The home owner (as trustee) retains control of his home, can sell, mortgage or maintain it as he wishes, without the consent of his children. However, the home will transfer to his intended beneficiaries after his death without the necessity of a probate proceeding.
A revocable trust can be amended or revoked by the grantor at any time without the consent of any other party.
A person can execute a Will at any time that will transfer title to her home and other property at her death. A Will can be revoked or amended. It does require a probate court proceeding. It can cover all assets owned in the person’s own name that do not have a beneficiary designated, in addition to the home. The person is the sole owner until her death.
The Will can provide that the assets will be transferred directly to the person’s children or other beneficiaries immediately after her death, or provide that the assets will be held in trust until a certain time. Examples include trusts for minor beneficiaries, supplemental needs trusts for disabled individuals who receive governmental benefits, or other trusts designed to reduce the amount of estate taxes owed.
The person making the will retains control over all of his assets until his death, including his home, and can manage them without the consent of his eventual heirs.
Intestate Succession – If a person dies owning a homestead in his own name, and does not have a Will, the homestead will pass to the heirs under Minn. Stat. §524.2-402.
If a person has many children and/or many assets, a Will or Revocable Trust is generally better than a TODD, because those documents can apply to many assets, and it is less likely that many people will end up owning a parcel of real estate.
Although many people want to add their children as co-owners of their home as an estate planning tool or to avoid probate, it frequently causes more problems than it solves. During the period of co-ownership, all owners have to agree on all major decisions regarding the property. This includes sale, refinancing, repairs and maintenance, property taxes, who will live in the home and who will pay all of these expenses. The spouses of all owners must also agree to any sale or refinancing. Disagreements can lead to family disputes and at the extreme, a partition action. There can also be many tax and medical assistance complications. If a parent is ill and expecting to die soon, adding a co-owner or gifting the property can eliminate the need for probate. But if the parent takes these actions early in life or has many children, major problems can result.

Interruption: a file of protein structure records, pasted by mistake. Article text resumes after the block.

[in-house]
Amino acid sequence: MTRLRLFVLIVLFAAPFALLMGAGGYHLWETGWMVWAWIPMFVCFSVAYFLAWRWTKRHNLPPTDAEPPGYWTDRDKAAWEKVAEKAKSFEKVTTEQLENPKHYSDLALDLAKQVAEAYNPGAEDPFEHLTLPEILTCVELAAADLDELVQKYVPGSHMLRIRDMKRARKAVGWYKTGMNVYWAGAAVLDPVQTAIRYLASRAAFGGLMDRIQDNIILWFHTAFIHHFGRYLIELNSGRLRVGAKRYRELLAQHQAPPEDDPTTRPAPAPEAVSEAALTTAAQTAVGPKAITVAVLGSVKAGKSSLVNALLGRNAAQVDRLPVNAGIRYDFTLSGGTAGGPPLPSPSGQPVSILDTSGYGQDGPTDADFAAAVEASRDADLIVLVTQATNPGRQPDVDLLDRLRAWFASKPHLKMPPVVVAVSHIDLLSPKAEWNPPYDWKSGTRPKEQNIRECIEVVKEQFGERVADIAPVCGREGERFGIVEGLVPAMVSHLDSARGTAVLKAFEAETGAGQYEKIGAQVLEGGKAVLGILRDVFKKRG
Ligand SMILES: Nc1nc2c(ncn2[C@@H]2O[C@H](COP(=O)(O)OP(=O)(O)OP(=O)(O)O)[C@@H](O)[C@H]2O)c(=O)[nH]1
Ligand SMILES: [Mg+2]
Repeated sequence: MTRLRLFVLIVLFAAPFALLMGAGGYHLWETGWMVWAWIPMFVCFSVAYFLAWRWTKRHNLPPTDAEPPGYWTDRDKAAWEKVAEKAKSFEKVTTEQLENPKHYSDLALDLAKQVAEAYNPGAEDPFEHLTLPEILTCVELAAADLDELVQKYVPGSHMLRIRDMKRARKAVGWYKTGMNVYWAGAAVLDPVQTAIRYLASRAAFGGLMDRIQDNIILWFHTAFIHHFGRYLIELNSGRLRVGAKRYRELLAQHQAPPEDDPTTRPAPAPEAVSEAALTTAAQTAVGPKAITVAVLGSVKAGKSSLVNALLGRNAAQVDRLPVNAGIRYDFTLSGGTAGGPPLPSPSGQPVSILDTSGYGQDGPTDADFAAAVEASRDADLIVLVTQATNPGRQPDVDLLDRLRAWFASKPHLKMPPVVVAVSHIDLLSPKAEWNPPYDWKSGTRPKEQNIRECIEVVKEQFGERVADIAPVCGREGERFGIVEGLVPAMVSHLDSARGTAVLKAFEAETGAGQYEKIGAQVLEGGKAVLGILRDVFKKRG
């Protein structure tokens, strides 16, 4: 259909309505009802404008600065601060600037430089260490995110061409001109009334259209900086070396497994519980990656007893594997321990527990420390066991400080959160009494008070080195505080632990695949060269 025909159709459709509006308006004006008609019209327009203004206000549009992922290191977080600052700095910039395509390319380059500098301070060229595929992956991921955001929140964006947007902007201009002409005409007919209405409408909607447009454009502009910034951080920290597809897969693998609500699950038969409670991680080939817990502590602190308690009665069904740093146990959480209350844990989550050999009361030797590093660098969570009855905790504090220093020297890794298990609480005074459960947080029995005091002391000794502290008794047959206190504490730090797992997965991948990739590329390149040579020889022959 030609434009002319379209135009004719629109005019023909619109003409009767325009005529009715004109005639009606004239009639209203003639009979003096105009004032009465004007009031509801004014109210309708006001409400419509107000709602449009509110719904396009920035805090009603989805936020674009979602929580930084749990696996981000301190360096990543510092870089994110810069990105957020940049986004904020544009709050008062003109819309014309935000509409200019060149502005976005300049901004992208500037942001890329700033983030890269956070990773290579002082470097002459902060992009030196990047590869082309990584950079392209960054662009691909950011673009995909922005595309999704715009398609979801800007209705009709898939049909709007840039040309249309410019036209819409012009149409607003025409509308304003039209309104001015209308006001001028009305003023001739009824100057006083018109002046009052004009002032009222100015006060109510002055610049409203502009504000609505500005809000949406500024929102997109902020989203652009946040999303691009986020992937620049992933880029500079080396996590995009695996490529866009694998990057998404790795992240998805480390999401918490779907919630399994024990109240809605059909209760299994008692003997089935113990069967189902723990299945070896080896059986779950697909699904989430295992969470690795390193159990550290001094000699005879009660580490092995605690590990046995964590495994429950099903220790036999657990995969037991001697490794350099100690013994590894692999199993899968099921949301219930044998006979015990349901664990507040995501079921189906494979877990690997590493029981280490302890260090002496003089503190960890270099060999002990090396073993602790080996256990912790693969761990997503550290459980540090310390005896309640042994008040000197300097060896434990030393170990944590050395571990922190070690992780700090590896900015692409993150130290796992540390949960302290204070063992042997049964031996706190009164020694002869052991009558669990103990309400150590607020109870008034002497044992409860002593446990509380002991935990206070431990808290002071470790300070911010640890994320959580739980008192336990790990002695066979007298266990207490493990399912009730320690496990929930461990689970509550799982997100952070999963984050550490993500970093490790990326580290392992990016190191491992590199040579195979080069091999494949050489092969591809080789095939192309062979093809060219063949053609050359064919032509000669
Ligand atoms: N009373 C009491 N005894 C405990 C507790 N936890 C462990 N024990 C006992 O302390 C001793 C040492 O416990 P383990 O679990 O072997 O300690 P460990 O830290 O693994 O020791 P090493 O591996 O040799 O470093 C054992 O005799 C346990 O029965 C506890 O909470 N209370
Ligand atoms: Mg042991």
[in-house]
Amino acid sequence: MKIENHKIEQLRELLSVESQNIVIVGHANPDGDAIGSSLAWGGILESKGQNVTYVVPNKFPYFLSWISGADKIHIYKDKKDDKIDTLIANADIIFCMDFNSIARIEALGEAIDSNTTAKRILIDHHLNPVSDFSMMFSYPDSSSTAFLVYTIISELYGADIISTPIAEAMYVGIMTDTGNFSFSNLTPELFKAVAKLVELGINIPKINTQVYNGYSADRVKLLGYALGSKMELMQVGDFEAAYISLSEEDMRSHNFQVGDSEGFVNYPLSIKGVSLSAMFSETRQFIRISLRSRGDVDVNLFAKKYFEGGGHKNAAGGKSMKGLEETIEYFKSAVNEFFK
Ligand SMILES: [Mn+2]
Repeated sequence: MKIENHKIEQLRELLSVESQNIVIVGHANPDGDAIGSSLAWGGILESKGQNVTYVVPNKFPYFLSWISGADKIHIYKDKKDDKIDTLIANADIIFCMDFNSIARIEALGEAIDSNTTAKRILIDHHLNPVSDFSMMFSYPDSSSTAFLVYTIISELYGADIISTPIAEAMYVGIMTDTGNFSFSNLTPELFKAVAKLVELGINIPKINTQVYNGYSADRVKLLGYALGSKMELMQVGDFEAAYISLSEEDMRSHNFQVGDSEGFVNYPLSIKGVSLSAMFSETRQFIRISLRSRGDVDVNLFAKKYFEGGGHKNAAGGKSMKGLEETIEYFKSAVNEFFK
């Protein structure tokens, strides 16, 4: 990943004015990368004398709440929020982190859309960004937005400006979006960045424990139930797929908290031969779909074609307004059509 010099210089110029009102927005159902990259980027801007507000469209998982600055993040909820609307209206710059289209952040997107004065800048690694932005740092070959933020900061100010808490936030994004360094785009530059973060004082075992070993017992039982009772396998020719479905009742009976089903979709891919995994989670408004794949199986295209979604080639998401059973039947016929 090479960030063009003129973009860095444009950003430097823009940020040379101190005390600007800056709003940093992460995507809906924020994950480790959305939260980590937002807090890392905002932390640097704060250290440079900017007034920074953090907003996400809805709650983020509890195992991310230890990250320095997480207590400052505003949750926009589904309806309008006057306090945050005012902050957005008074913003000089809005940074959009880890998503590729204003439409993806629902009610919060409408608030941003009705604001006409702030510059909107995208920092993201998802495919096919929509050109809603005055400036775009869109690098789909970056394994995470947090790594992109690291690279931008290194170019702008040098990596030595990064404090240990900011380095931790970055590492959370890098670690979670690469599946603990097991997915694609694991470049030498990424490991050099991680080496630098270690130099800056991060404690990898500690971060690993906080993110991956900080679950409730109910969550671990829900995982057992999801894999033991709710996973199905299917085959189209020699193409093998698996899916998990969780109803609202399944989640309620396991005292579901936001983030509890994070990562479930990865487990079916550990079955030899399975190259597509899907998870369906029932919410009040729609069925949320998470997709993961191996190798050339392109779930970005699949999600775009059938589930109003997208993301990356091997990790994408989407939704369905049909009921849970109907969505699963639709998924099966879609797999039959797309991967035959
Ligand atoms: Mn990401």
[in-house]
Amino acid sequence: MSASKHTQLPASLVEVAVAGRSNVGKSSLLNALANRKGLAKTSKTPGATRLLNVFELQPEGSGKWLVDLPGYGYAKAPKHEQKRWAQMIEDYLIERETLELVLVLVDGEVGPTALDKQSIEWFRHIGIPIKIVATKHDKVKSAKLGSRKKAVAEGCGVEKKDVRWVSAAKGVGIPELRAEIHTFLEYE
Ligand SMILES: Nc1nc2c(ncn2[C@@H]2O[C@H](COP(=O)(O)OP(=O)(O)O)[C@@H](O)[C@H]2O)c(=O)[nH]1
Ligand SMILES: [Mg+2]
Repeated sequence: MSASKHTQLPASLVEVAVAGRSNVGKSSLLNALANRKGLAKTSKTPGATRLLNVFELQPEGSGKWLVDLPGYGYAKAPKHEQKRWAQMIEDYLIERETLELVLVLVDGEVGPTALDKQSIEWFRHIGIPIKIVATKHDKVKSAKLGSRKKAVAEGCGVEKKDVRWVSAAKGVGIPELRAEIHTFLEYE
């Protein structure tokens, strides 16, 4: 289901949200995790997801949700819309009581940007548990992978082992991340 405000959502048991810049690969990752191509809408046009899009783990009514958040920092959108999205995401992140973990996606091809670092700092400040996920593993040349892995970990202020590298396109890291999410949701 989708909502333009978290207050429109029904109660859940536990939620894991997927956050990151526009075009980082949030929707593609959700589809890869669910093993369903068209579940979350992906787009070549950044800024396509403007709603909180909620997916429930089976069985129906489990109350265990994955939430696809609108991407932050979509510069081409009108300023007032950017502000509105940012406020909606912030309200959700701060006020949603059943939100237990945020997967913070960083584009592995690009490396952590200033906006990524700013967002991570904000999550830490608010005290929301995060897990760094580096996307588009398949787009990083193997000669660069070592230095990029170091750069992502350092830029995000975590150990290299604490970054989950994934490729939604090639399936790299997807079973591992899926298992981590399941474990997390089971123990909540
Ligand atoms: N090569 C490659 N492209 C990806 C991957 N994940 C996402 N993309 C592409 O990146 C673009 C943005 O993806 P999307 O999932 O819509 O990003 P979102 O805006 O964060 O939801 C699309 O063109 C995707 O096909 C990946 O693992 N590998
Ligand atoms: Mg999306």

The use of other estate planning tools, such as Wills, Revocable Trusts or Transfer on Death Deeds (TODDs) can be more flexible and make it easier to treat all family members fairly. Revocable Trusts and TODDs can eliminate the need for probate which is desirable for some people. However, probate is not as difficult, expensive or lengthy as many people think, and is less likely to cause family disputes as co-ownership of the parent’s home.